Women and minority small business owners in Charleston will be eligible for mini-grants under a pilot program announced by the Charleston Area Alliance and city leaders on Thursday.
The program will offer grants ranging from $2,500 to $5,000 to existing women and/minority-owned small businesses within the city.
Charleston City Council President Becky Ceperley came up with the idea for starting a program in Charleston after seeing it implemented elsewhere.
“As I traveled to some of the other places in the country, I began to see this ecosystem that supported women and minority businesses and I started to look around and study it,” she said. “I thought, Charleston doesn’t have one of those and Charleston needs it. So that’s just sort of how it evolved, and it became a passion.”
Access to capital “remains the most important factor limiting the establishment, expansion and growth of women-owned or minority-owned businesses,” according to the Black Business Alliance.
Councilwoman Jennifer Pharr said she has talked with minority and women business owners in the city who say a little extra funding could go a long way in helping them succeed.
“Many businesses, they need help with simple things like accounting services,” Pharr said. “They need help with building a website. They need help getting a chair or a wall so that they can have someone else to come in and help them.”
Helping businesses expand will benefit the city, Pharr said, as business owners are able to spend more money here.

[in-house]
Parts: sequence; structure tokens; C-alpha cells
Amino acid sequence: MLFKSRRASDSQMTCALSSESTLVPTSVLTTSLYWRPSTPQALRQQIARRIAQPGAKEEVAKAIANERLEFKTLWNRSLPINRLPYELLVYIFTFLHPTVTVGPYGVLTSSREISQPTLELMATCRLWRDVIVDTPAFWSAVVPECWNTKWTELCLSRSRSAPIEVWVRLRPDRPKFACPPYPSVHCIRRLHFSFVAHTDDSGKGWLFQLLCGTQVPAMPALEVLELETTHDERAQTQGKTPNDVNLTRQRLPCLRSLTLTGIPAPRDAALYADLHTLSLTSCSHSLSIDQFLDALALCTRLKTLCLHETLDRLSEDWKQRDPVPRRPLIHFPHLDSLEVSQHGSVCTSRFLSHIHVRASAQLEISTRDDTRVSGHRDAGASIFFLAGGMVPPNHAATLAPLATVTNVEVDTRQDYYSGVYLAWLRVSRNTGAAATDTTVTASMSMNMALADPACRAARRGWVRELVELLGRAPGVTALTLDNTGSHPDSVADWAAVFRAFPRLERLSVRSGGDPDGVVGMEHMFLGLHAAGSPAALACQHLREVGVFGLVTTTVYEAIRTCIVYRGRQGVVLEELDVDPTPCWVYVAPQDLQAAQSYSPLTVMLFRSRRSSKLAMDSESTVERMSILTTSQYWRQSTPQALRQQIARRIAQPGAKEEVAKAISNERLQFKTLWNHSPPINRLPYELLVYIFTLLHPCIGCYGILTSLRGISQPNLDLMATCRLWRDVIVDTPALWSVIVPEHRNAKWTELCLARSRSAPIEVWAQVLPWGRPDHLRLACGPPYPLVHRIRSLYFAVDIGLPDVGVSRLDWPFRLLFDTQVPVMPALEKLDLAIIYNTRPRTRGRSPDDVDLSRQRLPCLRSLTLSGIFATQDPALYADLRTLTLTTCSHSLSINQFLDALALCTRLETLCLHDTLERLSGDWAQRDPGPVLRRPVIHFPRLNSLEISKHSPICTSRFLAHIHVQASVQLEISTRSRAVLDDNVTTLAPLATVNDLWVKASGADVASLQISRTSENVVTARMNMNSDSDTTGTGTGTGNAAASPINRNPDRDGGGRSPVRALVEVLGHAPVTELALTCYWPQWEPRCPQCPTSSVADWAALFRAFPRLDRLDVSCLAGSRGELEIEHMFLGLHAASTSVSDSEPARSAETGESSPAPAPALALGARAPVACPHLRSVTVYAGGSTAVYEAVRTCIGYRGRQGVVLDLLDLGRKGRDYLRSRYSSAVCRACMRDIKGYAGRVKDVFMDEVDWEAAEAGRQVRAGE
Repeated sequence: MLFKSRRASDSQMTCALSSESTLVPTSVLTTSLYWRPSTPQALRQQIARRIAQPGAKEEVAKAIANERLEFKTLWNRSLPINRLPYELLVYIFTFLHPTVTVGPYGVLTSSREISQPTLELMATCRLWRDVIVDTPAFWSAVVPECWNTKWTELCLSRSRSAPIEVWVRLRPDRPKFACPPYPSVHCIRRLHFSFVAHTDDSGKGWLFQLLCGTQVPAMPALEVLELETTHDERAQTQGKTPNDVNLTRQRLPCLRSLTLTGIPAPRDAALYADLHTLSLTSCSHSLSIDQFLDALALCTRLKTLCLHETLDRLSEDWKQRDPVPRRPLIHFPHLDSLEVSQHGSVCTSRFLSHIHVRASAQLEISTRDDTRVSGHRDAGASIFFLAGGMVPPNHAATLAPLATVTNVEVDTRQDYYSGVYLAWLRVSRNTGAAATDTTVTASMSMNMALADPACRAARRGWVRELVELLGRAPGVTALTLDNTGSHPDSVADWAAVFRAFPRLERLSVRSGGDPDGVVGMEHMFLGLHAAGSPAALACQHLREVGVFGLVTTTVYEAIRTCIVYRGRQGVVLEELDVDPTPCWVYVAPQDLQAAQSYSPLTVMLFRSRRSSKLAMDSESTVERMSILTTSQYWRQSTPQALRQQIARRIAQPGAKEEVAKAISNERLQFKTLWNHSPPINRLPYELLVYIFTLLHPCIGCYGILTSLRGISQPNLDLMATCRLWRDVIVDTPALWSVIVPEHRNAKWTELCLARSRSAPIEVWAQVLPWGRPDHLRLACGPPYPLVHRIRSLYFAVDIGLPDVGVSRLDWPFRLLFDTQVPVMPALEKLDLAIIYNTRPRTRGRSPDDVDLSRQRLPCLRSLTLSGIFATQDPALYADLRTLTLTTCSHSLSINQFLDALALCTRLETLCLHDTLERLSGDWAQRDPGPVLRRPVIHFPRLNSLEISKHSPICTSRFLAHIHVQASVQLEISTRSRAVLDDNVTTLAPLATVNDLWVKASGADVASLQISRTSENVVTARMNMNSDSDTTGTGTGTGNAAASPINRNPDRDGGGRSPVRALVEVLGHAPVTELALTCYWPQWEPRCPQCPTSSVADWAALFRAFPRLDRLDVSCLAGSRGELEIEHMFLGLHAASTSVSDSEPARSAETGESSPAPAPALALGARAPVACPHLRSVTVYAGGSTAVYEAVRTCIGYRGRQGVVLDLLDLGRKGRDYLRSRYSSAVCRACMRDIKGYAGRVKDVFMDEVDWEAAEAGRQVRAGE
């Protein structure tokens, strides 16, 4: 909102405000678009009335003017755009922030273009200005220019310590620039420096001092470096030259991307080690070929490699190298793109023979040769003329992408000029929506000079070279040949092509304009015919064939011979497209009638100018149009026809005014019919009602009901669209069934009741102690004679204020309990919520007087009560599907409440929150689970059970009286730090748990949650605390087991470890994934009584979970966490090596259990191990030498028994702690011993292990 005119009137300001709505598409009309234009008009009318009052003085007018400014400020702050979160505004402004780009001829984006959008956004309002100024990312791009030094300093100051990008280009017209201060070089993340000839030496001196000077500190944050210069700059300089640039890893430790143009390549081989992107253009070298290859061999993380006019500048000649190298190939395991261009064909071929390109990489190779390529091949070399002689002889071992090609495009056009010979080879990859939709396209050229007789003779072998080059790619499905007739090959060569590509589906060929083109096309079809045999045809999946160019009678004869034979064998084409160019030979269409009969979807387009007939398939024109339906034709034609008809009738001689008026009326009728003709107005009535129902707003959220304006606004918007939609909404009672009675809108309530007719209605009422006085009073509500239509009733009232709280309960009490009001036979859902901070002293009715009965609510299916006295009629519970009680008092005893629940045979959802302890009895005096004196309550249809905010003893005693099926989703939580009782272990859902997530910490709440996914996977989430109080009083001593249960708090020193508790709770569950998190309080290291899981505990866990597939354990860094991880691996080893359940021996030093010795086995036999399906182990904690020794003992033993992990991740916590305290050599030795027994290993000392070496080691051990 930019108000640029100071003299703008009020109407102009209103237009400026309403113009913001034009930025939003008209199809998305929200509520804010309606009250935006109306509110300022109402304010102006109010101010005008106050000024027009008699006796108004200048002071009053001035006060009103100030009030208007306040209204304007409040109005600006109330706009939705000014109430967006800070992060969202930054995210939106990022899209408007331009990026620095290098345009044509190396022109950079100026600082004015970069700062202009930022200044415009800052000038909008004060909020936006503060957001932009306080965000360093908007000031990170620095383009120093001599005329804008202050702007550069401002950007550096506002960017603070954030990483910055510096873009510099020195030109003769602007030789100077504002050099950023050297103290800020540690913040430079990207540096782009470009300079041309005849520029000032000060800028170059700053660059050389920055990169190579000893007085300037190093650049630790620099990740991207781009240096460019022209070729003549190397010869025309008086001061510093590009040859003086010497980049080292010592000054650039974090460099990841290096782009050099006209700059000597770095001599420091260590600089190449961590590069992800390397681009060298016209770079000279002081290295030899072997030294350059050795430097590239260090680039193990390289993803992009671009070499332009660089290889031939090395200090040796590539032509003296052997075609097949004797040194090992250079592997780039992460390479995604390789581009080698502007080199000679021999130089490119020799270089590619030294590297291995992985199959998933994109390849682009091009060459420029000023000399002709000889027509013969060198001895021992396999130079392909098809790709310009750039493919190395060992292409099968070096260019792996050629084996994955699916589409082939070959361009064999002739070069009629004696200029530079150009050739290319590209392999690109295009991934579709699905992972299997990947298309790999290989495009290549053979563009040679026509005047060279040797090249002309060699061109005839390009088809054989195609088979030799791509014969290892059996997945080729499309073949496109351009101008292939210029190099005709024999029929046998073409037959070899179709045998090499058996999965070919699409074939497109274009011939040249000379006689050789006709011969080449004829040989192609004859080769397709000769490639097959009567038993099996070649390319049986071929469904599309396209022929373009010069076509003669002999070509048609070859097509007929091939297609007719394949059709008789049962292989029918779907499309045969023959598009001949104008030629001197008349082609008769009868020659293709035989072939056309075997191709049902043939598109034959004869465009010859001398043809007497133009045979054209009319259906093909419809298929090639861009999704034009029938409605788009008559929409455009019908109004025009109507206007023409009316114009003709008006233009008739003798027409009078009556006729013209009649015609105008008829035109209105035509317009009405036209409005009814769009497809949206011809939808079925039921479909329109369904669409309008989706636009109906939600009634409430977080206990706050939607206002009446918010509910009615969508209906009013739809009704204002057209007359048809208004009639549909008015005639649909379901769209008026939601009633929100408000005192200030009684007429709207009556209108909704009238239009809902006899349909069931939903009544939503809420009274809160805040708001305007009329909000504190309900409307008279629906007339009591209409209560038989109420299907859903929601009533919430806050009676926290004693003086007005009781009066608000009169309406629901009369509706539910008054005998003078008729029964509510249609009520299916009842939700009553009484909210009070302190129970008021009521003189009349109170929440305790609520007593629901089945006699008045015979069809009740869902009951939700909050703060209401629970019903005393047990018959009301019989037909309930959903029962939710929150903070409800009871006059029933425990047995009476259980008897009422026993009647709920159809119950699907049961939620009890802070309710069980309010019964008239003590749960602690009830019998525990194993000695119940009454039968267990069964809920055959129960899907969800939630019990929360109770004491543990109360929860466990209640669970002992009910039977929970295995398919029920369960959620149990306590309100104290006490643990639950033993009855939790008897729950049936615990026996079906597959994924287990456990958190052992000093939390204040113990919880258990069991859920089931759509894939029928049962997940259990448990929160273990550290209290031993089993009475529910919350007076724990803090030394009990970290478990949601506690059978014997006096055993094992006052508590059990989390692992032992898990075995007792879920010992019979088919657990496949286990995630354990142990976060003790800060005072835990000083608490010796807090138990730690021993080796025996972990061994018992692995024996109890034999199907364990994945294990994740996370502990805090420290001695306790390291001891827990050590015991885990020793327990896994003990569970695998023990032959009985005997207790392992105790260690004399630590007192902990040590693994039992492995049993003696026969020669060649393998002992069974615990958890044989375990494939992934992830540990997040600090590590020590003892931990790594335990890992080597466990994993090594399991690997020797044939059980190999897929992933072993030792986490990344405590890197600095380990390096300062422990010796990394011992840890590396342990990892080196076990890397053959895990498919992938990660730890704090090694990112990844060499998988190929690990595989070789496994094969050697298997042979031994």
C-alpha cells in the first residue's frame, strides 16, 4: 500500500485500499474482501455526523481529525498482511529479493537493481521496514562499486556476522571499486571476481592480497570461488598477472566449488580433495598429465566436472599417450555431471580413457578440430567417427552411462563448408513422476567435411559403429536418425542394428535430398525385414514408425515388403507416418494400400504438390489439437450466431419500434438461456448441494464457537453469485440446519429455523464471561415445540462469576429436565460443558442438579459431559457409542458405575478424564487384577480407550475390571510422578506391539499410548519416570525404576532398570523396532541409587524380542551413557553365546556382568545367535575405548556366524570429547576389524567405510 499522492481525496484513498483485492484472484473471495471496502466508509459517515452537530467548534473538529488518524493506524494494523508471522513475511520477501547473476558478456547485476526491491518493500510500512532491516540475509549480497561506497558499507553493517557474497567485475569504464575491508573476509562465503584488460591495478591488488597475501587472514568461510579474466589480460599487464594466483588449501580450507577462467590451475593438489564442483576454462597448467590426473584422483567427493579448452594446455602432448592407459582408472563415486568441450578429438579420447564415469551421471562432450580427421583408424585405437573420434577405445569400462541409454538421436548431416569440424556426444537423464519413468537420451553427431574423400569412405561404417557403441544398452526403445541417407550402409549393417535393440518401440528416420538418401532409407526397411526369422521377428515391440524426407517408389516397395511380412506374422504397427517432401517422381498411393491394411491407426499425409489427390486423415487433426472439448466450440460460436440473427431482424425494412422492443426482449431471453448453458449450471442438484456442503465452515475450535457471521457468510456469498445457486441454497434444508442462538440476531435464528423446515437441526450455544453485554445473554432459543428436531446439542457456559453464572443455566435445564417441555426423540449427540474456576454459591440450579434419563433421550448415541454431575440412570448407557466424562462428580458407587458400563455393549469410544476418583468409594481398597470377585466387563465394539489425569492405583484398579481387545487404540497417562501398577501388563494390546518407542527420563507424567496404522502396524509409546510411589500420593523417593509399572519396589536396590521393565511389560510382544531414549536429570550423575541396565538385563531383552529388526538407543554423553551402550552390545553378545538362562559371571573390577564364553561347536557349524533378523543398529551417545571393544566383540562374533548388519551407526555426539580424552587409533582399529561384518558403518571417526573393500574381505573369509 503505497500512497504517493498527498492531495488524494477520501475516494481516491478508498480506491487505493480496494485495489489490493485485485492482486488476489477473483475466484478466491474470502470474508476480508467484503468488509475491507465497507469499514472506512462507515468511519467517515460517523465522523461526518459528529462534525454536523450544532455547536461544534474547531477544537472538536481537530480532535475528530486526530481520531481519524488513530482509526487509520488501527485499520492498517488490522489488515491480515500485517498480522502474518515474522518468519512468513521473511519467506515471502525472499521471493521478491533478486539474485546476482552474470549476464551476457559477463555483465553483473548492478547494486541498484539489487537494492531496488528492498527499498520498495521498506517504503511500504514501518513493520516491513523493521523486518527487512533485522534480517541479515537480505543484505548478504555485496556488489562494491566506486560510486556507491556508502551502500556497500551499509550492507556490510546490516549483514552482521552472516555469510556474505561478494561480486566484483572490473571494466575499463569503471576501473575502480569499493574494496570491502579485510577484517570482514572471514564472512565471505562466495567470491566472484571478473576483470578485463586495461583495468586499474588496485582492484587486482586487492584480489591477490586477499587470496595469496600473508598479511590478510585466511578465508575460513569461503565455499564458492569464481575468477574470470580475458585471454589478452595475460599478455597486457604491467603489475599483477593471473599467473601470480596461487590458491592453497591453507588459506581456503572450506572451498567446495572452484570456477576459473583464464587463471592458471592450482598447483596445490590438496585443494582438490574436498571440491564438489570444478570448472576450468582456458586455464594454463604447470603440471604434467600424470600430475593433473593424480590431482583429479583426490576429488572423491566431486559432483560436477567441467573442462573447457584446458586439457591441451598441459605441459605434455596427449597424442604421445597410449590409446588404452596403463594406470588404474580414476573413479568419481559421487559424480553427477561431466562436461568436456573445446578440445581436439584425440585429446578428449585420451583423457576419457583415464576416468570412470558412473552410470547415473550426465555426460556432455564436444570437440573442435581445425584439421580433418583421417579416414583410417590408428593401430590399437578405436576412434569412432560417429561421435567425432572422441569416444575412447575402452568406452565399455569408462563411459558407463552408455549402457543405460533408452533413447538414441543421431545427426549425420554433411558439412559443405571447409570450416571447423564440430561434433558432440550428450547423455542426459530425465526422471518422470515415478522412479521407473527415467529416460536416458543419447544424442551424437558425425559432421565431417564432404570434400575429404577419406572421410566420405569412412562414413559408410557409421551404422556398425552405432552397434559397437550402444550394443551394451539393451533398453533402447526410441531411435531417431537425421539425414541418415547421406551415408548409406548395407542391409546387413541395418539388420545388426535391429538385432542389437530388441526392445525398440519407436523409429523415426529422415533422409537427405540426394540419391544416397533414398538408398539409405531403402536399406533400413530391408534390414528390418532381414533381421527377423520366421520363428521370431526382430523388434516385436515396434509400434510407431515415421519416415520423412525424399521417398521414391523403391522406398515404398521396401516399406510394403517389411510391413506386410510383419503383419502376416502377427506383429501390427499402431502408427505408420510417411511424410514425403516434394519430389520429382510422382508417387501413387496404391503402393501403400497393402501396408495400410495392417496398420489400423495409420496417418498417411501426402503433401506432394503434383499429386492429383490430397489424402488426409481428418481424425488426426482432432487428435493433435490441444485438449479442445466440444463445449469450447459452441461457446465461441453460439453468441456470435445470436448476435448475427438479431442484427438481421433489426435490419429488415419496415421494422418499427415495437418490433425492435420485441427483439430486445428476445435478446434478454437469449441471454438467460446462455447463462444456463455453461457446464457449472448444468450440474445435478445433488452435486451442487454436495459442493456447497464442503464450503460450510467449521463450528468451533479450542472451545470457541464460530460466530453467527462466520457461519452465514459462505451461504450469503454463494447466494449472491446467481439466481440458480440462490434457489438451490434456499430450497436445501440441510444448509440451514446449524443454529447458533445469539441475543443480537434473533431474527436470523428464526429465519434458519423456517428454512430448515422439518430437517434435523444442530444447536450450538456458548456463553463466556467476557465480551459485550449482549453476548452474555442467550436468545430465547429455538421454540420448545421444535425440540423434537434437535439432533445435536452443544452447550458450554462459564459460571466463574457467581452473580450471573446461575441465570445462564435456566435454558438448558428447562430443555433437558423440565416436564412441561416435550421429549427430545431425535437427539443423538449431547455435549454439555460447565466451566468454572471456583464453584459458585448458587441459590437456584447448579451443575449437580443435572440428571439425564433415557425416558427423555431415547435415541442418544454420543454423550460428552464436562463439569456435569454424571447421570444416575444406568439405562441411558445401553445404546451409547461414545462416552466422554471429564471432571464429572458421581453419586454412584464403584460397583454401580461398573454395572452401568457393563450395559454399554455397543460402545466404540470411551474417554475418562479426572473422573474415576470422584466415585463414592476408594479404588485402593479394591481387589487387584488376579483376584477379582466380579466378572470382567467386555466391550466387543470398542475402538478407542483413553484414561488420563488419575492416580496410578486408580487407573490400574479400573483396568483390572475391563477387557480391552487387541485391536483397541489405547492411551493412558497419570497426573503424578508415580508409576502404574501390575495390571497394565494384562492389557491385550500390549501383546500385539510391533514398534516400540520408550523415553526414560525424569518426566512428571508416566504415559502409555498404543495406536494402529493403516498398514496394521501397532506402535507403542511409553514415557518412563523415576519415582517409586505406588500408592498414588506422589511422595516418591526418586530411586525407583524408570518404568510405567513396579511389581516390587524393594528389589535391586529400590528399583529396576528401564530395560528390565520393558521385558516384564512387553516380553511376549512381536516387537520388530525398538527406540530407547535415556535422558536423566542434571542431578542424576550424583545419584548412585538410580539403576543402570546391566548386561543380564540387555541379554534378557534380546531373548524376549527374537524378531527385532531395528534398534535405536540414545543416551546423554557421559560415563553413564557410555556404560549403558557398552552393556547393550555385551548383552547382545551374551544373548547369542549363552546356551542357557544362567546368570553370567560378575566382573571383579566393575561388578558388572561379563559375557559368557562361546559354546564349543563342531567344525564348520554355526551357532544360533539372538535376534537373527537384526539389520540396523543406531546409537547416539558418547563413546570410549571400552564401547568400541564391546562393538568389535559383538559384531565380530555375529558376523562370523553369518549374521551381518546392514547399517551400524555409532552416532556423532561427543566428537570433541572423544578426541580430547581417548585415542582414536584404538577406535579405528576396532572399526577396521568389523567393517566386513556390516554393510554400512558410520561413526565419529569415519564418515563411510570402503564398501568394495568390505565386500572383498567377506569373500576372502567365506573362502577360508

“They’re going to take some people out to go eat, they’re going to go to a concert, they’re going to do different things and the money stays in our community,” Pharr said.
Grant applications will be available on the Alliance’s website beginning Friday. All applications for this round are due by 4 p.m. Friday, Oct. 29. An advisory committee will review the applications that meet the criteria for the program.
Ceperley said the program is aimed at small businesses who have been operating at least a year.
“For example, what I always use is my hairdresser who would like to expand, but she has to buy another chair for somebody else to work with her,” she said. “So she can double her business and her profits, but she needs a little bit of capital to get it going. That’s the kind of person we’re looking at.”
Funding recipients will have 18 months to use the money and report how it affected their bottom lines.
“If someone receives a grant for $2,500, what we hope to see is that they’ve improved their bottom line by $5,000,” Alliance President Nicole Christian said.
If the first round of $50,000 in funding goes well, the program may be expanded to additional rounds, Christian said.
Funding for the program comes from Truist Bank, the mayor’s economic incentive fund and the Verizon Economic Development Fund.
Councilwomen Ceperley, Naomi Bays, and Mary Beth Hoover also contributed from their portion of the city’s Community Participation Grant Program, a discretionary fund given to each council member from the city’s portion of the settlement monies from the 2014 Freedom Industries spill. Ceperley and Bays also personally contributed, Christian said.